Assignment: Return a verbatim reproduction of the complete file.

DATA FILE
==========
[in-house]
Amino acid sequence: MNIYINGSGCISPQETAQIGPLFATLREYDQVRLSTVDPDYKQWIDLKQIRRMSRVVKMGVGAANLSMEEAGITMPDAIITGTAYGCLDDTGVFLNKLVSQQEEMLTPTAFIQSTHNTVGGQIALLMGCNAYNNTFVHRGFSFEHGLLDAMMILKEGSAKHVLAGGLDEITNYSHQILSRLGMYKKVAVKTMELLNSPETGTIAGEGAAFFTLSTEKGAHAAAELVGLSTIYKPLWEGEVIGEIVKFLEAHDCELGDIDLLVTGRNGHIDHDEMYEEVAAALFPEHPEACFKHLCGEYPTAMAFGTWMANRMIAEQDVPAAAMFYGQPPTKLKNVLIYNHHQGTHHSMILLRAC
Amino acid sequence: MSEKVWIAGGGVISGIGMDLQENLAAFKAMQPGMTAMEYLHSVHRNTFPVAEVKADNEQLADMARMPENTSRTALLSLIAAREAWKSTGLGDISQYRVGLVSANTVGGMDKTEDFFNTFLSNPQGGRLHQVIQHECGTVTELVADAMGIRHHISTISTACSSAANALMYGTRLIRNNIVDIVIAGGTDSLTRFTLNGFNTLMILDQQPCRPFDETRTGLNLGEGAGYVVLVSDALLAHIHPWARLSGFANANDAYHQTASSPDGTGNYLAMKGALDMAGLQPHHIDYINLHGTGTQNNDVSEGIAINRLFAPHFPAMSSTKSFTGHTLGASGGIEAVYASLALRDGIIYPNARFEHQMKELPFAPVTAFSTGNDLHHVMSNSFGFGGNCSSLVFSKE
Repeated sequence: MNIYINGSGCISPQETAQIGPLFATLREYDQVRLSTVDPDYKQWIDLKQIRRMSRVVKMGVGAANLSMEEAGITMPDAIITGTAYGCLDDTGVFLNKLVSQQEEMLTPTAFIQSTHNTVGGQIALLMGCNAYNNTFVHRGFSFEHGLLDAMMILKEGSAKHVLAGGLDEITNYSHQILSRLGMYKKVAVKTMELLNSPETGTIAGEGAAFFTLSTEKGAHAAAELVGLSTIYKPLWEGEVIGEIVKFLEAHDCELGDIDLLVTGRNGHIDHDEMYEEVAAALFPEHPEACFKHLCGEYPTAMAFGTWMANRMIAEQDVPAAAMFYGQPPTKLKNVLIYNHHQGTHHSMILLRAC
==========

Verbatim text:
[in-house]
Amino acid sequence: MNIYINGSGCISPQETAQIGPLFATLREYDQVRLSTVDPDYKQWIDLKQIRRMSRVVKMGVGAANLSMEEAGITMPDAIITGTAYGCLDDTGVFLNKLVSQQEEMLTPTAFIQSTHNTVGGQIALLMGCNAYNNTFVHRGFSFEHGLLDAMMILKEGSAKHVLAGGLDEITNYSHQILSRLGMYKKVAVKTMELLNSPETGTIAGEGAAFFTLSTEKGAHAAAELVGLSTIYKPLWEGEVIGEIVKFLEAHDCELGDIDLLVTGRNGHIDHDEMYEEVAAALFPEHPEACFKHLCGEYPTAMAFGTWMANRMIAEQDVPAAAMFYGQPPTKLKNVLIYNHHQGTHHSMILLRAC
Amino acid sequence: MSEKVWIAGGGVISGIGMDLQENLAAFKAMQPGMTAMEYLHSVHRNTFPVAEVKADNEQLADMARMPENTSRTALLSLIAAREAWKSTGLGDISQYRVGLVSANTVGGMDKTEDFFNTFLSNPQGGRLHQVIQHECGTVTELVADAMGIRHHISTISTACSSAANALMYGTRLIRNNIVDIVIAGGTDSLTRFTLNGFNTLMILDQQPCRPFDETRTGLNLGEGAGYVVLVSDALLAHIHPWARLSGFANANDAYHQTASSPDGTGNYLAMKGALDMAGLQPHHIDYINLHGTGTQNNDVSEGIAINRLFAPHFPAMSSTKSFTGHTLGASGGIEAVYASLALRDGIIYPNARFEHQMKELPFAPVTAFSTGNDLHHVMSNSFGFGGNCSSLVFSKE
Repeated sequence: MNIYINGSGCISPQETAQIGPLFATLREYDQVRLSTVDPDYKQWIDLKQIRRMSRVVKMGVGAANLSMEEAGITMPDAIITGTAYGCLDDTGVFLNKLVSQQEEMLTPTAFIQSTHNTVGGQIALLMGCNAYNNTFVHRGFSFEHGLLDAMMILKEGSAKHVLAGGLDEITNYSHQILSRLGMYKKVAVKTMELLNSPETGTIAGEGAAFFTLSTEKGAHAAAELVGLSTIYKPLWEGEVIGEIVKFLEAHDCELGDIDLLVTGRNGHIDHDEMYEEVAAALFPEHPEACFKHLCGEYPTAMAFGTWMANRMIAEQDVPAAAMFYGQPPTKLKNVLIYNHHQGTHHSMILLRAC